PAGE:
• Now is the time to go through your agency and service documentation in a planned way to see what might relate to one or more of the national standards. This includes your strategic and operational plans, policies and procedures, consumer and carer information sheets, fact sheets, training records and memoranda of understanding.

  • Peer non-government community mental health service providers might have information and resources that will help you, and you might have something that might help them in return - for example, relating to the standard under consideration or another standard.

  • There are a lot of resources (including templates and model policies and procedures) developed not only for non-government community mental health services but also for other service sectors such as alcohol and other drug services, disability services and home and community care services. Much of the material developed in other sectors is very relevant to the national standards. You might be able to access these through your local networks, but the internet is also a rich source. Top of page

Who should conduct the baseline assessments?

Who should conduct the baseline assessment for each standard will vary according to the standard, but it will always be easier and produce a more comprehensive picture if more than one person is involved. For example, board members and senior managers should be involved in assessing Standard 8. Governance, leadership and management.

Consumers should be involved in assessing standards 3 and 6, and carers standard 7, but they could also make a useful contribution to others. Occupational health and safety representatives should be involved in standard 2. Regardless of who is involved, a relevant senior person in the organisation should have a leadership role in relation to each assessment.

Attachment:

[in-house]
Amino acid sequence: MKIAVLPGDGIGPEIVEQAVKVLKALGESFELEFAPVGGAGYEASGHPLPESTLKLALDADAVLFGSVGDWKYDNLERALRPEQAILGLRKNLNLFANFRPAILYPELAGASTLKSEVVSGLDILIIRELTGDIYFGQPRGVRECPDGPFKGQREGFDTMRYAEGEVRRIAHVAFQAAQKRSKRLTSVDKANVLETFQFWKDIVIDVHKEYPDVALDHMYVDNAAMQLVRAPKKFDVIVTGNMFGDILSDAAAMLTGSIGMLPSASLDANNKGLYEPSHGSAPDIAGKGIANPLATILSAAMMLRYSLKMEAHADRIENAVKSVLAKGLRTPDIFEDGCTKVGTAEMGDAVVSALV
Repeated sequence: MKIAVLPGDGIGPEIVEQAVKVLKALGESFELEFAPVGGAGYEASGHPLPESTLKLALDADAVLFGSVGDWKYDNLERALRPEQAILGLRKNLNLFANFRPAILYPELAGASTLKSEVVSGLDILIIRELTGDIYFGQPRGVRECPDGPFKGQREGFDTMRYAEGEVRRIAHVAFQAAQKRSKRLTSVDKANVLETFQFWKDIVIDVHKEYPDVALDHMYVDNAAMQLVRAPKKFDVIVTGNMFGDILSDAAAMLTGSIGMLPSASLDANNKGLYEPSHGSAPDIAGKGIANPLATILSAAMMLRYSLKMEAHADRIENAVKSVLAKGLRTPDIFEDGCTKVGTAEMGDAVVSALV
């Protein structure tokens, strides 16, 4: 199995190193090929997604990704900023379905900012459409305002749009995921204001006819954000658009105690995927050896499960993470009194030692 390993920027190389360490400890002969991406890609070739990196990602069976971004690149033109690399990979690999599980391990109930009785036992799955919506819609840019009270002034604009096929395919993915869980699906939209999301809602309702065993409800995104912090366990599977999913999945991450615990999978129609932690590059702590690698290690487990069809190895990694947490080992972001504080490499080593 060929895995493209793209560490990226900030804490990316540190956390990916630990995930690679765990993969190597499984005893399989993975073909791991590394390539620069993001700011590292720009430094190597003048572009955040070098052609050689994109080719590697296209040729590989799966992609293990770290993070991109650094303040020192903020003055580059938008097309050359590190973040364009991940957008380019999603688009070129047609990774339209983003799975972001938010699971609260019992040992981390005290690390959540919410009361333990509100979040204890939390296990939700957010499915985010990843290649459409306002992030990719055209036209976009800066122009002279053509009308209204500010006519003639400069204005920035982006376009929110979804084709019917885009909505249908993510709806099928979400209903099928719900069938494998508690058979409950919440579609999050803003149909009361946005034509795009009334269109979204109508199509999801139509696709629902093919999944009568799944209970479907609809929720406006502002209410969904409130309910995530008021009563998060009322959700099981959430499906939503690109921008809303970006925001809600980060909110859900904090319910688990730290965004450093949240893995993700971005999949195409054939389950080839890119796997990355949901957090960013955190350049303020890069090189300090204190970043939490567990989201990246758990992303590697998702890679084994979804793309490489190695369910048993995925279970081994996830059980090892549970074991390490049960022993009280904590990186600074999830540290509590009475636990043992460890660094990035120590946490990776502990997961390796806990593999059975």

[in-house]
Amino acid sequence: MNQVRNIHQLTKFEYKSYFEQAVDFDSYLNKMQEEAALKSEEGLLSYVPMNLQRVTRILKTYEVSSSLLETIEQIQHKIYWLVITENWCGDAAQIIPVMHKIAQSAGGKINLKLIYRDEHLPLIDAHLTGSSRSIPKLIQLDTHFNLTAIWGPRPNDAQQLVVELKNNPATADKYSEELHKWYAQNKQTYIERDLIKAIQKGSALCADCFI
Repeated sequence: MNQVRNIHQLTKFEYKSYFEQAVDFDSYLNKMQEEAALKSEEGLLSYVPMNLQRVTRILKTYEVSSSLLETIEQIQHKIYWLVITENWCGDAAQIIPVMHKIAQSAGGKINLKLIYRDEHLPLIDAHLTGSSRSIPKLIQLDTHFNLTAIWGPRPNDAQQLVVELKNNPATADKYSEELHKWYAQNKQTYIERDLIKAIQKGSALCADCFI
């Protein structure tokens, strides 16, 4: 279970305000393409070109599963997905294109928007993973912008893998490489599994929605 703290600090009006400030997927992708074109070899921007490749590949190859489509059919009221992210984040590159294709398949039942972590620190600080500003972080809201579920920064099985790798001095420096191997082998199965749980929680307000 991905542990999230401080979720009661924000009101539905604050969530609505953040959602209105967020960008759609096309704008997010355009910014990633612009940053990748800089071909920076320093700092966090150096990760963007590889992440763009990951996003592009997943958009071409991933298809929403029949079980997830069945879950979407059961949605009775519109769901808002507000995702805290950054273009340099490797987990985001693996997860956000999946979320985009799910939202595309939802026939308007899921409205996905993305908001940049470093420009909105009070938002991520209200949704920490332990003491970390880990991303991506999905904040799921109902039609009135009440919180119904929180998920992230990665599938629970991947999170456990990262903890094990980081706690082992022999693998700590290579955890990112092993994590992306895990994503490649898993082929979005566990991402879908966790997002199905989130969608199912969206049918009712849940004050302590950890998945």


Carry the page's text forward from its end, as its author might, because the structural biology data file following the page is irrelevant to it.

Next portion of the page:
Identify your existing evidence

Responding to the questions about what quality means for your organisation and how you already demonstrate service quality and management will help to establish your organisation's baseline status as you begin the implementation process.

A current state assessment template is provided at the end of this section to help you to decide where you currently are in relation to each standard before you begin work on it. You are not obliged to use this template if your organisation has other tools or resources that will work better for you.

Remember, not all criteria for each standard are relevant to the non-government community mental health sector, and you don't necessarily have to meet all of the applicable criteria to demonstrate that you are meeting a particular standard.

Try to collect all the evidence you have in relation to the standard and its criteria, remembering to consider what is already contained in your existing policies and procedures, fact sheets, training records, et cetera. Remember also that one piece of evidence might be relevant to multiple standards and multiple criteria. Top of page